classes, so window for example will just work, aggregate just works, basic math operators just work. Then we add
    methods, so Roman’s approach is just a method on that object.

    5 is the biggest hurdle design wise.. right now there are two different objects.. and they need to communicate or pass messages
    about changes in each other. kinda sorta

  4. Mark T said

    Why the disparagement for MATLAB?

    Just curious.

    Mark

  5. Steven Mosher said

    cause it’s not open. I imagine what I will have to do is get octave ( is that it?0 and then run their matlab in that enviroment, trust that it gives the same answers, then use that version to test and verify the r implementation.

    as far as a language goes itlooks pretty reasonable, but I’m not in a position to fork over money so that I can do volunteer work

  6. Jeff Id said

    #5 Matlab is nicer than R by far IMO, but it is $$ and therefore not as useful as open source for the kind of openness that science deserves. I’m thrilled to see high quality work being published on line for this purpose. It would have been a very important tool 3 years ago, and my guess is that with some verification these Steve M R functions may find use in publications down the road.

  7. Gary said

    Mosh, that item #5 seems to me to be crucial. Need to know those station moves and changes. Yeah, in the long run it averages out, but for nearby station comparisons for UHI effects and such it’s important. Good work you’re doing. Any possibility of somebody writing a web-accessible front-end on the R engine so we who don’t have the time to get up to speed with R can work with the data?

  8. Kenneth Fritsch said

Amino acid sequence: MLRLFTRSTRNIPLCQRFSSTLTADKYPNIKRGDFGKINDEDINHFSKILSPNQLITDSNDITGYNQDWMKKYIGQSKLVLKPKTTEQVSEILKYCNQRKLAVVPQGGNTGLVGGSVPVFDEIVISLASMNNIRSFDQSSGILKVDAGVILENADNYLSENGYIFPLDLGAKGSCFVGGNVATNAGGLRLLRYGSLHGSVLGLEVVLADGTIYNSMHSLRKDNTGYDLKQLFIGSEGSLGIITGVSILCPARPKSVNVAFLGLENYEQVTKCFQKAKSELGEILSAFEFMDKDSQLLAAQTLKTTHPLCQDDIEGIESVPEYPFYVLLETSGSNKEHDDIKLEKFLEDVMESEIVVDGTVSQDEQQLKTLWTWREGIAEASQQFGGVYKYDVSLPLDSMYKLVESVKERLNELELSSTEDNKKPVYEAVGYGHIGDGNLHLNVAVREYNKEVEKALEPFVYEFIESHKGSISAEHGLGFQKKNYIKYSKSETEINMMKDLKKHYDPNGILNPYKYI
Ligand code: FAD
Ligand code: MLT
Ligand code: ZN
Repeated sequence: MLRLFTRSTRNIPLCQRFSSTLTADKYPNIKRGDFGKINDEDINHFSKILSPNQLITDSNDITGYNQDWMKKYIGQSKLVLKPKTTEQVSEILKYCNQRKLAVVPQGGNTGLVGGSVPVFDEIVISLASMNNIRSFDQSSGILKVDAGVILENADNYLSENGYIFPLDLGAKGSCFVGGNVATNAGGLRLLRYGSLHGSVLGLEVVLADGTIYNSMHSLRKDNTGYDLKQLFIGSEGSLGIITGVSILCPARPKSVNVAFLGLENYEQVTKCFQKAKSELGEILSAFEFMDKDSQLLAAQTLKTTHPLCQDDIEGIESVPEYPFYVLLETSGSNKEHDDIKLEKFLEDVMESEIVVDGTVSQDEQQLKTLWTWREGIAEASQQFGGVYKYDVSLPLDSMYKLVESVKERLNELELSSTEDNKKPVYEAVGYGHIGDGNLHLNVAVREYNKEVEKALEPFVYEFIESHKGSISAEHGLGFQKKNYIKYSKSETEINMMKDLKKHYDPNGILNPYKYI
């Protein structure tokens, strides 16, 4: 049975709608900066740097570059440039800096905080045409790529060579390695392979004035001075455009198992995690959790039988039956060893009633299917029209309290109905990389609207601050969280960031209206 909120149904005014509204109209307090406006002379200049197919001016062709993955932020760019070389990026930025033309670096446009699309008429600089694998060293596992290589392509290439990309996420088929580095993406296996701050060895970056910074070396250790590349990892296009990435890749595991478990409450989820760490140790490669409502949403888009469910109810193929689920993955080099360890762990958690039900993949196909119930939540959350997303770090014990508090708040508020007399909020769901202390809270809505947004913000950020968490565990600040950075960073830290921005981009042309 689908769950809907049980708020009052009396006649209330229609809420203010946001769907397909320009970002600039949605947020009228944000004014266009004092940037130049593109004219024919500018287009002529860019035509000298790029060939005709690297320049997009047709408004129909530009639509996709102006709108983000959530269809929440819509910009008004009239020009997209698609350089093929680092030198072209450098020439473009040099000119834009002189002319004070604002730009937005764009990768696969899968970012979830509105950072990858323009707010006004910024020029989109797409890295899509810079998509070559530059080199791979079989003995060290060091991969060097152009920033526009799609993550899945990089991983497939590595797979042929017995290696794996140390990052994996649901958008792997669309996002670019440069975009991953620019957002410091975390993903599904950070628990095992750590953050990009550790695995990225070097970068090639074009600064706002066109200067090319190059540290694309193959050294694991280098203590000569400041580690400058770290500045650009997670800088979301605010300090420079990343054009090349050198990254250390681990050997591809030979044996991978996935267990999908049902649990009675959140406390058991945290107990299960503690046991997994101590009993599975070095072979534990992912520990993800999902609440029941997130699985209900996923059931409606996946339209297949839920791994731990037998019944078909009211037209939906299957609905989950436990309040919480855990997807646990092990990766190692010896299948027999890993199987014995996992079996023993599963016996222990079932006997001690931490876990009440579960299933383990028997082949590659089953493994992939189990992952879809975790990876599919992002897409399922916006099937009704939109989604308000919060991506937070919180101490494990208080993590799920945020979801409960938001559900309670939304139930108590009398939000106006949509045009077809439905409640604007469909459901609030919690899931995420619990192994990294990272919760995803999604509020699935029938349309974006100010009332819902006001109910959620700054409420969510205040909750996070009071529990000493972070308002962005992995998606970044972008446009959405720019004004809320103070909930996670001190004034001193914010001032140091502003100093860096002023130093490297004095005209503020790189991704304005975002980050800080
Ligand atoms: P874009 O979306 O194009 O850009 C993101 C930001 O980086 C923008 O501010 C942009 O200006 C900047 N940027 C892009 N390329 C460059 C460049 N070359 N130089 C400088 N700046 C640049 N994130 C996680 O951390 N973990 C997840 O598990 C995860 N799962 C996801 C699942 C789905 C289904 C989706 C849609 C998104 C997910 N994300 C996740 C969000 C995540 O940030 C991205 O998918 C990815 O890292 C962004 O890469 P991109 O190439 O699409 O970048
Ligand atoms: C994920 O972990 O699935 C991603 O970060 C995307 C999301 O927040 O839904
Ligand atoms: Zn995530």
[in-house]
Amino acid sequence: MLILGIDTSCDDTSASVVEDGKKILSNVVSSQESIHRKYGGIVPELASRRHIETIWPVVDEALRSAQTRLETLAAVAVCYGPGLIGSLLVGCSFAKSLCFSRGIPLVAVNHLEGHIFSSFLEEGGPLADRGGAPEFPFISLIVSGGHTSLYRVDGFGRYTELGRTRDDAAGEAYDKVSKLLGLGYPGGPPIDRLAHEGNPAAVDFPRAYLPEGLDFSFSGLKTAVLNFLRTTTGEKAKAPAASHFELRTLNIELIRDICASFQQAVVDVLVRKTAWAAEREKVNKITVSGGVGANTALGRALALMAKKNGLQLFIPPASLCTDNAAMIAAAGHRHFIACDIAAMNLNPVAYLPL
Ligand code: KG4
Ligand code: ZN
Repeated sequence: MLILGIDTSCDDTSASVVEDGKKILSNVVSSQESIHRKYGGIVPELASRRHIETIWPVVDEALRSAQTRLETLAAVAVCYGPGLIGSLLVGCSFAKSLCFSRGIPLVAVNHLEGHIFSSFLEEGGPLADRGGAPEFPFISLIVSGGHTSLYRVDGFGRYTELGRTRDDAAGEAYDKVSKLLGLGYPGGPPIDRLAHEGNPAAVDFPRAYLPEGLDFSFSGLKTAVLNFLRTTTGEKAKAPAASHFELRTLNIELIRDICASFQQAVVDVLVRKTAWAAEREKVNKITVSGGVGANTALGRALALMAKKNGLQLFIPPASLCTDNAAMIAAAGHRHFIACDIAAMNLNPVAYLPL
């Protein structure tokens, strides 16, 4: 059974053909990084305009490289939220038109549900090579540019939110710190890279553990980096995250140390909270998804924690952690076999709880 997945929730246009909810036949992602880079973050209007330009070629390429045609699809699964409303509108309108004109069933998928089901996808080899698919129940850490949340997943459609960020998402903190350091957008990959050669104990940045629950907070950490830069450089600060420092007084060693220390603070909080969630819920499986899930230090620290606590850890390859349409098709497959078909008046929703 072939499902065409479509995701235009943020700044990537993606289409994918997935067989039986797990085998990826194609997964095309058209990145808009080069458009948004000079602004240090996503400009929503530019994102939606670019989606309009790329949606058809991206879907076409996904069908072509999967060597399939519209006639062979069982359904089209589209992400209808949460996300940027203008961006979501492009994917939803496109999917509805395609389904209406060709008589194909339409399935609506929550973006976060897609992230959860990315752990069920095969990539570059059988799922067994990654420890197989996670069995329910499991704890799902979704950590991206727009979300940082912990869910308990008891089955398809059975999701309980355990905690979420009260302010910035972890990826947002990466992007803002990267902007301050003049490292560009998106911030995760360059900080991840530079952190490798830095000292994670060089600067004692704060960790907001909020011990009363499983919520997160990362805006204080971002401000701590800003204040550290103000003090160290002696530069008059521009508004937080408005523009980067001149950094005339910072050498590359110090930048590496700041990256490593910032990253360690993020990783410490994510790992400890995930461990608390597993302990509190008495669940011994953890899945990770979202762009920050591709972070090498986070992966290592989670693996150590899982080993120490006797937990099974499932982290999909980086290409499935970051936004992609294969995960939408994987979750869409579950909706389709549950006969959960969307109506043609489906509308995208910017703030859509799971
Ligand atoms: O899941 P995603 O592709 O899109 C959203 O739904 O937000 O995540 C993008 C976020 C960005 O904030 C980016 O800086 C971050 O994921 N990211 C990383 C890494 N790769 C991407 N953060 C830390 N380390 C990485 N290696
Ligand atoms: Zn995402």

Are Roman and Nick both providing algorithms to calculate regional and global mean temperatures using the spatially and temporally incomplete data that your code will provide?

    Is anybody looking at the uncertainties derived from spatially and temporally incomplete data?

  9. Steven Mosher said

    #7.

    I will look into a web front end. there is a server version of R. Ideally, if this is done properly one would just drag and drop a series of boxes into something that looked like a filter graph ( err get the idea) and then the data/graph pops out. integrating R and web is a ongoing thing, usually guys have java front ends..

    the other thing I would look into doing was running stuff from a web page and then populating a GOOGLE fusion table.

    I’ve spent a ton of time integrating Google earth and other things… Now perfecting all that into a USEABLE fool proff system is another thing. That takes patience and testing and shit I think I wrote the main code for this at least 10 times.. 10 different ways at it.

    WRT#5. ya, I have a bunch of work to do there. how I handle metadata is going to be critical. I have NOT found a system/package that I am happy with. So for now the metadata sits in a R data.frame.. kinda ugly

  10. Steven Mosher said

    WRT 8.

    Roman is beavering away as we speak.

    I took a look at the code jeff Posted and while it was clear, it was not clear enough for me to clearly explain or integrate.
    So, I did a couple things: I changed some functions to output /input the kind of object Roman likes ( a mts) and I asked him to have a go at making the code a bit more accessible. I do have to understand the stuff i integrate to a certain extent. While he does that I will also start my own rewrite of the thermal hammer.. again just to get the feel
    of whats going on.

    Nicks code: I havent asked Nick yet. First I need to finish going thru his code. he has restructered it from when I first ran it and i’ve got no clear sense of it anymore ( my fault not his) He does some very clever things, but also
    does some annoying things ( uses ; at the end of lines)

    Mcintyre also has some things that will go in.

    Lastly people need to use the damn -> for assignments in R. Arrggg.